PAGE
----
Perspectives on Politics, Vol. 8, No. 4, pp. 1226-1228
4 Pages Posted: 13 Aug 2010 Last revised: 21 Oct 2010
Date Written: October 12, 2010
This is a review of Beau Breslin's book, "From Words to Worlds: Exploring Constitutional Functionality" (Johns Hopkins, 2009). As an antidote to what he believes to be scholarly marginalization of the "unique" aspects of a written constitution, Breslin focuses attention on seven functions of such a legal text: transforming existing orders, conveying collective aspirations, designing institutions, mediating conflict, recognizing claims of subnational communities, empowering social actors, and constraining governmental authority. This review briefly critiques Breslin's functional approach and discusses two of the more pressing goals of modern constitutionalism: managing social conflict and preserving cultural heritage.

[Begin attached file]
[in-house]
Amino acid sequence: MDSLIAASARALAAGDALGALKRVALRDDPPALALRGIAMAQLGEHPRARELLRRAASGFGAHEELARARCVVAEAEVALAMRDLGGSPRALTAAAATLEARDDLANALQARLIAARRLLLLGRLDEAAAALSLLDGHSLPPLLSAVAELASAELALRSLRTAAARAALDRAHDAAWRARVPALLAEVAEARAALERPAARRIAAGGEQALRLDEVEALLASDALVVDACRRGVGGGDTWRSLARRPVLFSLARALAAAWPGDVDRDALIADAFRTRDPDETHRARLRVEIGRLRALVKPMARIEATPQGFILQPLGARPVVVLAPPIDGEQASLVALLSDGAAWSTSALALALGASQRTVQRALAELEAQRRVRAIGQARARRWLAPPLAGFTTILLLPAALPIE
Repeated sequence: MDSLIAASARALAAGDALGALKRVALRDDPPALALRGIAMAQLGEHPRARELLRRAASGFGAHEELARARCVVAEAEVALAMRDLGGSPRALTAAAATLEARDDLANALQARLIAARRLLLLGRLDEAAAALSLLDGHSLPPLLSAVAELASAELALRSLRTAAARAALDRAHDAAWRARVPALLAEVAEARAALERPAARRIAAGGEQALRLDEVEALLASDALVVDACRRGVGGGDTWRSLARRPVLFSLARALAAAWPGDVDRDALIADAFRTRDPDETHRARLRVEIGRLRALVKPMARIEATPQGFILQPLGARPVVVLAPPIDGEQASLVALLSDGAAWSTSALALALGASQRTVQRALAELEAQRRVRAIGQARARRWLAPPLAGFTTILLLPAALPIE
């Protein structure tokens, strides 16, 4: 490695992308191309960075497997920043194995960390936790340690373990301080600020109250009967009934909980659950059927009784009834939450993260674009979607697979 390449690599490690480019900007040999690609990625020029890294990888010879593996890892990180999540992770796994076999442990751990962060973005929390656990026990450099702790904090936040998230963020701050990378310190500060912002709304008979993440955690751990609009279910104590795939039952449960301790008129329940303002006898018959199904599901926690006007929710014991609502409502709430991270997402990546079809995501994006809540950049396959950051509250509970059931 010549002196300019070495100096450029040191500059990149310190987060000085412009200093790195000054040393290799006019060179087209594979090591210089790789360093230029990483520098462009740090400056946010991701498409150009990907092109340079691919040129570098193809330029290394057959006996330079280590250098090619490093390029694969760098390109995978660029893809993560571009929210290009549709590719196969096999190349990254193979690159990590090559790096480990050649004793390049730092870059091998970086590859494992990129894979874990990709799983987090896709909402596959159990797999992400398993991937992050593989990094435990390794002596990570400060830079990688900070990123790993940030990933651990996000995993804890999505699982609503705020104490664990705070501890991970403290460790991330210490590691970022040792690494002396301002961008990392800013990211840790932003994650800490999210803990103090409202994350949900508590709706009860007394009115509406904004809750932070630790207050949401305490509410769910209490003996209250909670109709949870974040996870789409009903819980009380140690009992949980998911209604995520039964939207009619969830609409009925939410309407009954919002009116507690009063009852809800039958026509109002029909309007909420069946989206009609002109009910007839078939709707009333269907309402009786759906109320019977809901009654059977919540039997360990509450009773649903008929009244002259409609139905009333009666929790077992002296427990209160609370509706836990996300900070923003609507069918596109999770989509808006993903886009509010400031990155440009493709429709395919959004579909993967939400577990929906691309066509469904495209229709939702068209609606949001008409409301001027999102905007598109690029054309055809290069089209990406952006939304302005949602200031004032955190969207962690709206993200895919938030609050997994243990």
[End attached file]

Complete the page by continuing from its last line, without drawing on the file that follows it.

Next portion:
Keywords: Constitution, Comparative Law, Politics, Social Conflict, Culture, Liberalism, Rights, Institutional Design
JEL Classification: K1, K4
Suggested Citation: Suggested Citation
Tsai, Robert L., Book Review of Beau Breslin, 'From Words to Worlds: Exploring Constitutional Functionality' (October 12, 2010). Perspectives on Politics, Vol. 8, No. 4, pp. 1226-1228; American University, WCL Research Paper No. 2010-26. Available at SSRN: https://ssrn.com/abstract=1657892